Sunday, June 3, 2012

Imagination, Reality, and the Wolf Living Under My Bed

      Yesterday evening, my husband and I decided to go and see a movie. There is a very nice cinema close to our house, a theater where independent films are often screened and in which you can also enjoy a beer or a glass of wine, so I went online to see what was playing there. The selections were kind of "eh"...nothing really jumped out at me. Aside from one subtitled foreign film, which I was sure Brad wouldn't be interested in, most of the offerings were mainstream fare. It was already 6:30 p.m., with most of the shows starting between 7:00 and 7:30. Both of us needed to shower, and since "Snow White and the Huntsmen" was starting in thirty minutes, while "Dark Shadows" wouldn't show for another hour, we decided to go with the latter choice, a decision which briefly struck terror into my heart. You see, Barnabas Collins is precisely why I've always been afraid of the dark.
     As a very small child in the mid '60s, I remember seeing snippets of the original "Dark Shadows" on TV. I don't think I was supposed to have seen it at all, but it was one of our housekeeper's daytime soap operas, and she liked to watch her "stories" as she was ironing or folding laundry. I suppose she wasn't aware that I already had a wolf living under my bed, or that because of this, it was necessary for me to sleep with a light on in the room I shared with my younger sister, who was somewhat intolerant of me and my irrational fears. What can I say? I had an extremely active imagination, and after hearing a musical story called "Peter and the Wolf", a grey wolf with yellow eyes began sharing real estate with the toys that were stuffed beneath my little cot. Every night, I would check to see if the wolf was still there, reassuring myself that he wouldn't come out if I kept a light on. I'm really not sure if my parents were even aware of this wolf's existence. Had they known, I'm certain they would have addressed the issue swiftly and decisively, given the fact that my sister was so annoyed by my ritualistic night-time illumination requirements.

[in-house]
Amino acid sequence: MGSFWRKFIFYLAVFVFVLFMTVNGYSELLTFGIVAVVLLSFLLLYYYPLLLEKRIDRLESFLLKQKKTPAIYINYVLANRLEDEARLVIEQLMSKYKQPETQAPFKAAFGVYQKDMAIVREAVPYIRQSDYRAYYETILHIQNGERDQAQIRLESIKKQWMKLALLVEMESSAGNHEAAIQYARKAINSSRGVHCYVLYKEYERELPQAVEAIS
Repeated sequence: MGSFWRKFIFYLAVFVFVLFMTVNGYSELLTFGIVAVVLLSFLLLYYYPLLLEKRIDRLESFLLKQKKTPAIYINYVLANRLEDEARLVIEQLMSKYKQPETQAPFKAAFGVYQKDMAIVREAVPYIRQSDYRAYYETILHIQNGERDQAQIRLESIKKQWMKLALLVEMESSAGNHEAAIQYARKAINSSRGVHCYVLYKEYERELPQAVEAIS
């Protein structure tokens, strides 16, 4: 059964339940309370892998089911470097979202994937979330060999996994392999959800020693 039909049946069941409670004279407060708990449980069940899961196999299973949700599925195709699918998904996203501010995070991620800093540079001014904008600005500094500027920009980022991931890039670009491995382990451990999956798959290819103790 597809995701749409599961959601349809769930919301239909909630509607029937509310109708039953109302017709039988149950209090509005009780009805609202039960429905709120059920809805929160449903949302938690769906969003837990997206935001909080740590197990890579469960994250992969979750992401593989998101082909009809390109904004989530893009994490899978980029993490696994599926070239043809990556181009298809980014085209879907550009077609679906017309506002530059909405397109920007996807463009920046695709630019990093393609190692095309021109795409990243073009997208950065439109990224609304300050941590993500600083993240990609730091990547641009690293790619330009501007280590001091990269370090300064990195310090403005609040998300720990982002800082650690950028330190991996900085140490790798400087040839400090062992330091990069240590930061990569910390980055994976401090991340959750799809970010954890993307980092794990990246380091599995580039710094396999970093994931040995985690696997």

As if harboring a wolf under my bed wasn't bad enough, the glimpse I caught of Barnabas Collins' vampire teeth was enough to incapacitate me for the next two decades. The "Dark Shadows" theme song was sufficiently creepy to steer me in the opposite direction, but one unfortunate afternoon, I wasn't able to immediately exit the room upon hearing that music, and that's when I accidentally saw Barnabas with his fangs, going for blood. After that, I could no longer bear to go down to the basement, which was where my beloved older brother slept. Even with the lights on, the overall ambience was just too scary, and the risk of encountering yet another monster was too great. For many years after that, I hated being asked to go down to the basement to retrieve the laundry or a jar of canned goods. If I absolutely had to go down there, I'd often enlist one of my younger siblings to accompany me. A few years after the "Dark Shadows" incident, I saw an episode of "Johnny Sokko and His Giant Robot" in which an evil doctor poisoned Tokyo's water system, turning anyone who drank the water into a blood-sucking vampire. This necessitated the development of a new ritual. Aside from sleeping with a light on, I now needed to hold my neck in a certain position to avoid being bitten, and I was also compelled to say a thirty minute-long prayer to protect me and all my loved ones from a vampire attack. If I left anyone out of the prayer, I had to start all over again.